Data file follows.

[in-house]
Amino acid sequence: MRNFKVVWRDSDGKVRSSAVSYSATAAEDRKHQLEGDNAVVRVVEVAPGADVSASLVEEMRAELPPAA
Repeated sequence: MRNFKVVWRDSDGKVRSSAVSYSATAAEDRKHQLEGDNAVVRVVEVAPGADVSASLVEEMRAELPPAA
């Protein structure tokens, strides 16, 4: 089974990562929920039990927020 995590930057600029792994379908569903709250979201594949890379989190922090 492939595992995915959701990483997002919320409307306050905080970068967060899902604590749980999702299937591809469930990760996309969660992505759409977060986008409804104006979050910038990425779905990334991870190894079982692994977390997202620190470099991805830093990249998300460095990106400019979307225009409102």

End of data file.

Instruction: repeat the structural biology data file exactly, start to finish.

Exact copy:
[in-house]
Amino acid sequence: MRNFKVVWRDSDGKVRSSAVSYSATAAEDRKHQLEGDNAVVRVVEVAPGADVSASLVEEMRAELPPAA
Repeated sequence: MRNFKVVWRDSDGKVRSSAVSYSATAAEDRKHQLEGDNAVVRVVEVAPGADVSASLVEEMRAELPPAA
């Protein structure tokens, strides 16, 4: 089974990562929920039990927020 995590930057600029792994379908569903709250979201594949890379989190922090 492939595992995915959701990483997002919320409307306050905080970068967060899902604590749980999702299937591809469930990760996309969660992505759409977060986008409804104006979050910038990425779905990334991870190894079982692994977390997202620190470099991805830093990249998300460095990106400019979307225009409102």